About twenty states, including Vermont, have passed laws requiring all entities that provide health care services to report information to a state agency; these are called “all payer claims databases” or APCDs. Though they may have many purposes, they all generally are intended to enforce a universal and consistent (within the particular state, at least) submission of data that permits study, evaluation, manipulation and dissemination of the data, with an aim of improving health care outcomes and reducing costs. Of course, each state that establishes an APCD likely will have its own requirements, scope and format, which likely will differ in some respects from other states’ APCDs. And because a primary intent of ERISA was to avoid such patchwork, state-by-state regulation of employee benefit plans, a conflict was inevitable.

That conflict came to a head in Gobeille v. Liberty Mut. Ins. Co., 136 S. Ct. 936 (2016), and the Supreme Court held that ERISA won, by preempting Vermont’s APCD law.
Continue Reading ERISA preempts state-required “all payer claim databases” (APCD)

In Penn. Chiro. Assoc. v. Independence Hosp. Indem. Plan, Inc., — F.3d –, 2015 WL 5853690 (7th Cir., Oct. 1, 2015), two chiropractors who had signed preferred provider agreements with an insurer claimed that the insurer violated ERISA in determining payments to them. In particular, plaintiffs claimed that the insurer had improperly recouped overpayments without holding a hearing.

As the court described the function of the agreement: “Providers bill the insurer directly and do not know (or care) whether a given patient obtained the coverage as part of an ERISA welfare-benefit plan or through some other means, such as an affinity-group policy or an insurance exchange under the Affordable Care Act.”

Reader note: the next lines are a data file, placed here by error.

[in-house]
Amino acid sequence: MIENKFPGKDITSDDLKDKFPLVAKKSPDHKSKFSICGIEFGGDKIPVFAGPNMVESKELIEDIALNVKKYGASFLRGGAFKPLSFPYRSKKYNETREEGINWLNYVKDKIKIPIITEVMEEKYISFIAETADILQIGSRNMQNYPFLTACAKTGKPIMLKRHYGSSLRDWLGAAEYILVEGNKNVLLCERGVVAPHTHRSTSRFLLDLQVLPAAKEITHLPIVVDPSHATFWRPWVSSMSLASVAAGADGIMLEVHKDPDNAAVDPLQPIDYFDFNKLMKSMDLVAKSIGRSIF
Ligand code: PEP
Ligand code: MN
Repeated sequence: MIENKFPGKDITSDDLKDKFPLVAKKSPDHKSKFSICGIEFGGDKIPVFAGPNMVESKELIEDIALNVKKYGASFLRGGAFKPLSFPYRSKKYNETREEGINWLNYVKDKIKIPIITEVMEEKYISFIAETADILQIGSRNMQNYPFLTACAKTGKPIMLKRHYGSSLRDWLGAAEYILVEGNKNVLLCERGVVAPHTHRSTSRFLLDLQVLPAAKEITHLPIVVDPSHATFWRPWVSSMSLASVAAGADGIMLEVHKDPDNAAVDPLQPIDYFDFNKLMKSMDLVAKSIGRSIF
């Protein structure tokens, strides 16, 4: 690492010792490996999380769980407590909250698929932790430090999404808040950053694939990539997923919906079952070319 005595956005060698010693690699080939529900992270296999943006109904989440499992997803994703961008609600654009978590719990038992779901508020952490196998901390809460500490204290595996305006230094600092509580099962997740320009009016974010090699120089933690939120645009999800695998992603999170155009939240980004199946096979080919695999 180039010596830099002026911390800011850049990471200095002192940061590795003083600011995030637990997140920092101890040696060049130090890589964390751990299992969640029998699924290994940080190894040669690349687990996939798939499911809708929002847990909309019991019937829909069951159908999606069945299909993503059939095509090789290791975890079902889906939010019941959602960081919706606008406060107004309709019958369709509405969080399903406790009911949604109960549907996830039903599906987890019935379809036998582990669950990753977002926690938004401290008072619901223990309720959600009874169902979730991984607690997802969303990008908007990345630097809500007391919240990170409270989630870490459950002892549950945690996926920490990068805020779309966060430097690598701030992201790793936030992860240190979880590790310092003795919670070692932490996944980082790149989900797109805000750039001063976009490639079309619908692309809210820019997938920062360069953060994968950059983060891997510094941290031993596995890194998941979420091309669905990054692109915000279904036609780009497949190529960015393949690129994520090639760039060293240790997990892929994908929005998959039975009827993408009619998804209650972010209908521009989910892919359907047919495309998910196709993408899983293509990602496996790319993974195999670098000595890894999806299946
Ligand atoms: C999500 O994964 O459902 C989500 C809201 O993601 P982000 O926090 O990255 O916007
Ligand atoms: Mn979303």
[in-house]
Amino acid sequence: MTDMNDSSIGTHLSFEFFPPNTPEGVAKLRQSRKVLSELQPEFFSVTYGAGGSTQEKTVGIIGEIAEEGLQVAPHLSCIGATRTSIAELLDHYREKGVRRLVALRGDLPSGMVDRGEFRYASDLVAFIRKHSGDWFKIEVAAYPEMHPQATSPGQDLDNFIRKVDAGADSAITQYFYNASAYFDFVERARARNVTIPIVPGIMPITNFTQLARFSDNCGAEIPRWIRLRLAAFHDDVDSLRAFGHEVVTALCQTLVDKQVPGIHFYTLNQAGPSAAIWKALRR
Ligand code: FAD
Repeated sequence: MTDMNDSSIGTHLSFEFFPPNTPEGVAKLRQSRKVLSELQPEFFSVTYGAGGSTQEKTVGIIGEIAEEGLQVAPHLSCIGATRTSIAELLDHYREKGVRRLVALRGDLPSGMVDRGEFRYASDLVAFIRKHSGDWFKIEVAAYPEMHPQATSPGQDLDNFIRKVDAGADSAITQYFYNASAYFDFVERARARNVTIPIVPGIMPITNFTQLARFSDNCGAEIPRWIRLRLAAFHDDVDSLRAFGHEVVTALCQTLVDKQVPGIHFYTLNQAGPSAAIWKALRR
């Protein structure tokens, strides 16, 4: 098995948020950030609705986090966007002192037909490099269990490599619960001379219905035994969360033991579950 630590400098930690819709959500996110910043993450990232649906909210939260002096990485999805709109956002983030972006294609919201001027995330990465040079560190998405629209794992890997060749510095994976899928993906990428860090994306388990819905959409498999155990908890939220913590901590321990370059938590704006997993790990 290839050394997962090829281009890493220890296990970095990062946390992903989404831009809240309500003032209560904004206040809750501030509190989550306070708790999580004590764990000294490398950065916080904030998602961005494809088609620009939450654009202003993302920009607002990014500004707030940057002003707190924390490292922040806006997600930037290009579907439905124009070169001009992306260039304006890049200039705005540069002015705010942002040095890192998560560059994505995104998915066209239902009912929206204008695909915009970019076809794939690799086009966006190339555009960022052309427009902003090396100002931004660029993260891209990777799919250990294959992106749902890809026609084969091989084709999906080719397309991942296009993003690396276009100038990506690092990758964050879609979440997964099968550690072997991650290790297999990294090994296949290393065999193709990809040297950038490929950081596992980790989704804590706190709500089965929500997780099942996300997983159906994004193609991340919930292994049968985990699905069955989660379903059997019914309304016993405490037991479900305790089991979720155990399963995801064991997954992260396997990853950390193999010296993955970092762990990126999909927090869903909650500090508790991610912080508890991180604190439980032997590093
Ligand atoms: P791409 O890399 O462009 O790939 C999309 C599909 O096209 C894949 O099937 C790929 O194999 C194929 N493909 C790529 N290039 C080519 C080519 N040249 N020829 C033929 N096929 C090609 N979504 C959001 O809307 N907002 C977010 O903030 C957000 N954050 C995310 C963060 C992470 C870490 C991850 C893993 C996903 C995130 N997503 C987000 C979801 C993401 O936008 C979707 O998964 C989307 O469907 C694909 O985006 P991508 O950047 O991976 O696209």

Continue Reading Preferred provider agreements do not support ERISA claim

In Oregon Teamster Employers Trust v. Hillsboro Garbage Disposal, Inc., 800 F.3d 1151 (9th Cir. 2015), the corporate defendant, Hillsboro Garbage entered into contracts with a union health plan that provided coverage for Hillsboro’s union and non-union employees. Beginning in 2003, the union received contributions for the two individual defendants, who purportedly worked for Hillsboro, but actually were employed by a different company owned by Hillsboro’s owner. The plan covered these defendants until 2011, even though a 2006 audit showed that they were not eligible for coverage.
Continue Reading Ninth Circuit judge calls for en banc review to overturn Providence Health v. McDowell

In North Jersey Brain & Spine Ctr. v. Aetna, Inc., — F.3d –, 2015 WL 5295125 (3d Cir. Sep. 11, 2015), the court addressed the question “whether a patient’s explicit assignment of payment of insurance benefits to her healthcare provider, without direct reference to the right to file suit, is sufficient to give the provider standing to sue for those benefits under ERISA § 502(a)[.]”
Continue Reading Third Circuit Rules That Assignment of Plan Benefits Confers Standing to Sue

In Humana Health Plan, Inc. v. Nguyen, 785 F.3d 1023 (5th Cir. 2015), Humana entered into a Plan Management Agreement (“PMA”) with the API Enterprises Employee Benefits Plan. The PMA stated that API had the right to make all discretionary decisions about the plan’s administration and management. The PMA authorized Humana to provide “subrogation/recovery services” to the plan.
Continue Reading Plan Manager Was Not a Fiduciary For Purposes of Subrogation Claim Standing

Heimeshoff v. Hartford Life & Acc. Ins. Co., 134 S. Ct. 529 (2013), held that a contractual limitation period in an ERISA plan is enforceable as written unless the period is unreasonably short, or a “controlling statute prevents the limitations provisions from taking effect.” In Heimeshoff, there was no dispute that the contractual limitation provision was consistent with the law of the forum state (Connecticut). But what happens when the contractual limitation period is shorter than the minimum period allowed by applicable state law?
Continue Reading State Law Is Not A “Controlling Statute” Overriding Contractual Limitation